Optimal Design of Smart Mid-Story Isolated Control System for a High-Rise Building

  • Hyun-Su Kim
  • Joo-Won KangEmail author


Mid-story isolation systems have previously been studied for decrease of the earthquake induced responses of high-rise buildings. The systems have been successfully applied to several buildings in Korea and Japan. Structural designers usually have to ensure that both the peak story and isolator drifts are within permissible limits. However, these two objectives conflict with each other. To solve this problem, a smart mid-story isolation system can be used for tall buildings. The system is composed of rubber bearings and magnetorheological (MR) dampers. The system was employed for an existing structure to reduce both the isolator and story drift. The control efficiency of smart mid-story isolator was evaluated based on a passive system. An artificial seismic load was made for numerical analyses for both systems. A fuzzy soft-computing technique with a multi-objective optimization was adopted to make control algorithm for decrease of both the inter-story and isolator drift. A numerical analysis results presents that the proposed method can effectively decrease the seismic-induced inter-story and isolator drift in the example of a tall building.


Smart mid-story isolation system Control system design Soft-computing technique Seismic response reduction Vibration control 



This work was supported by the National Research Foundation of Korea (NRF) grant, which is funded by the government of Korea (MSIP) (No. NRF-2017R1A2B4006226).


  1. Chey, M. H., Chase, J. G., Mander, J. B., & Carr, A. J. (2009). Semi-active control of mid-story isolation building system. In Asia Korean conference on advanced science & technology, Yanji, China.Google Scholar
  2. Deb, K., Pratap, A., Agrawal, S., & Meyarivan, T. (2002). A fast elitist non-dominated sorting genetic algorithm for multi-objective optimization: NSGA-II. IEEE Transactions on Evolutionary Computation, 6(2), 182–197.CrossRefGoogle Scholar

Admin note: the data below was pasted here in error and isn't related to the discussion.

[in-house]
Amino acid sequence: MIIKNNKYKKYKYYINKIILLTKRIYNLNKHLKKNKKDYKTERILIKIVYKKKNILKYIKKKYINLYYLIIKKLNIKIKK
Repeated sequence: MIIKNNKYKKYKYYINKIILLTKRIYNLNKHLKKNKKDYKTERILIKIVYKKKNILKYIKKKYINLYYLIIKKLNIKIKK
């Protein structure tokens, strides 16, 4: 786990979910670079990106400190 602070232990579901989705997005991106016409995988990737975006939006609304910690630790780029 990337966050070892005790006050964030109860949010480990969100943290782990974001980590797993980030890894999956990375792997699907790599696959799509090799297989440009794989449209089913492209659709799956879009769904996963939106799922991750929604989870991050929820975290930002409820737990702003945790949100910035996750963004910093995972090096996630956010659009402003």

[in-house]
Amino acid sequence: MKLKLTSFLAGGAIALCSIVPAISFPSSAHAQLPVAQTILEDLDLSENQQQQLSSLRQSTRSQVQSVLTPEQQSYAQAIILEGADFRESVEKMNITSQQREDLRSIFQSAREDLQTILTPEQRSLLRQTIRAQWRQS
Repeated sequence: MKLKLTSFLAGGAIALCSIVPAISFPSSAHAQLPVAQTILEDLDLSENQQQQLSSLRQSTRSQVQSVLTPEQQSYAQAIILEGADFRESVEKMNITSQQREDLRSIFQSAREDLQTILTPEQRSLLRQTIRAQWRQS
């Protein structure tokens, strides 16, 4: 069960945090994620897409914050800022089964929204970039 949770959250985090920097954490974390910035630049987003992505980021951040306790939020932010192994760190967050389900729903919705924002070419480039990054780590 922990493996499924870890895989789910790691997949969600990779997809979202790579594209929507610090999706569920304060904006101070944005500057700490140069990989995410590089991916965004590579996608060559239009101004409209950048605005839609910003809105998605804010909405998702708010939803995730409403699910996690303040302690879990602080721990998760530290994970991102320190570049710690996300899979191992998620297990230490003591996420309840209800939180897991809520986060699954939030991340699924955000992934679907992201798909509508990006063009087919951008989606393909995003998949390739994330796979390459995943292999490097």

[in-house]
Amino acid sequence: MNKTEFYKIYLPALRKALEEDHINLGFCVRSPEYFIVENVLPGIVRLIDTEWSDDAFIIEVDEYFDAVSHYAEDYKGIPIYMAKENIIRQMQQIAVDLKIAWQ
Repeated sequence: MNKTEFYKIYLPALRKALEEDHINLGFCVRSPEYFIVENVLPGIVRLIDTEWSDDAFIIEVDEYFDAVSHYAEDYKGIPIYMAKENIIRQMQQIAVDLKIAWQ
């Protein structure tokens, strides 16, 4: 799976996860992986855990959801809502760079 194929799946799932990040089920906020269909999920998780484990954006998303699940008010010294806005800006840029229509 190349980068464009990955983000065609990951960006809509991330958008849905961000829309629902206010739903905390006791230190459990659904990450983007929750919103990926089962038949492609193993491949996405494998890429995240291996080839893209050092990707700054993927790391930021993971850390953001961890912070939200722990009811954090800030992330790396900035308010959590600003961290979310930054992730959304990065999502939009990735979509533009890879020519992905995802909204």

3. Gasparini, D. A., & Vanmarcke, E. H. (1976). SIMQKE: User’s manual and documentation. Department of Civil Engineering, Massachusetts Institute of Technology.Google Scholar
  4. Gordon, P. W., & Keri, L. R. (2012). A review of seismic isolation for buildings: Historical development and research needs. Buildings, 2(3), 300–325.CrossRefGoogle Scholar
  5. Griffith, M. C., Aiken, I. D., & Kelly J. M. (1998). Experimental evaluation of seismic isolation of a 9-story braced steel frame subjected to uplift. Report no. UCB/EERC-88/05. Earthquake Engineering Research Center, University of California, Berkeley: California.Google Scholar
  6. Hur, M. W. (2010). Construction of isolation device for DONG-IL High-Vill New City. Review of Architecture and Building Science, 54(5), 81–86.Google Scholar
  7. IBC. (2012). International building code. International Code Consortium.Google Scholar
  8. Jun, D. H. (2013). Seismic response of R/C structures subjected to simulated ground motions compatible with design spectrum. The Structural Design of Tall and Special Buildings, 21, 74–91.CrossRefGoogle Scholar
  9. Kim, H. S. (2014). Seismic response reduction of a building using top-story isolation system with MR damper. Contemporary Engineering Sciences, 7, 979–986.CrossRefGoogle Scholar
  10. Kim, H. S., & Kang, J. W. (2012). Semi-active fuzzy control of a wind-excited tall building using multi-objective genetic algorithm. Engineering Structures, 41, 242–257.CrossRefGoogle Scholar
  11. Kim, H. S., & Kang, J. W. (2017). Semi-active outrigger damping system for seismic protection of building structure. Journal of Asian Architecture and Building Engineering, 16, 201–208.CrossRefGoogle Scholar
  12. Koo, J. H., Setareh, M., & Murray, T. M. (2004). In search of suitable control methods for semi-active tuned vibration absorbers. Journal of Vibration and Control, 10, 163–174.CrossRefzbMATHGoogle Scholar
  13. Sueoka, T., Torii, S., Tsuneki, Y. (2004). The application of response control design using middle-story isolation system to high-rise building. In Proceeding of the 13th world conference on earthquake engineering, Vancouver, BC, Canada.Google Scholar
  14. Sues, R. H., Mau, S. T., & Wen, Y. K. (1988). System identification of degrading hysteretic restoring forces. Journal of Engineering Mechanics, ASCE, 114(5), 833–846.CrossRefGoogle Scholar
  15. Tsuneki, Y., Torii, S., Murakami, K., & Sueoka, T. (2008). Middle-story isolated structural system of high-rise building. In Proceeding of the 14th world conference on earthquake engineering, Beijing, China.Google Scholar
  16. Warburton, G. B. (1982). Optimum absorber parameters for various combinations of response and excitation parameters. Earthquake Engineering and Structural Dynamics, 10, 381–401.CrossRefGoogle Scholar
  17. Xilin, L., Dong, W., & Shanshan, W. (2016). Investigation of the seismic response of high-rise buildings supported on tension-resistant elastomeric isolation bearings. Earthquake Engineering and Structural Dynamics, 45, 2207–2228.CrossRefGoogle Scholar
  18. Yi, F., Dyke, S. J., Caicedo, J. M., & Carlson, J. D. (2001). Experimental verification of multi-input seismic control strategies for smart dampers. Journal of Engineering Mechanics, 127(11), 1152–1164.CrossRefGoogle Scholar

Copyright information

© Korean Society of Steel Construction 2019

Authors and Affiliations

  1. 1.Division of Architecture, Architectural and Civil EngineeringSunmoon UniversityAsan-siKorea
  2. 2.School of ArchitectureYeungnam UniversityGyeongsan-siKorea

Personalised recommendations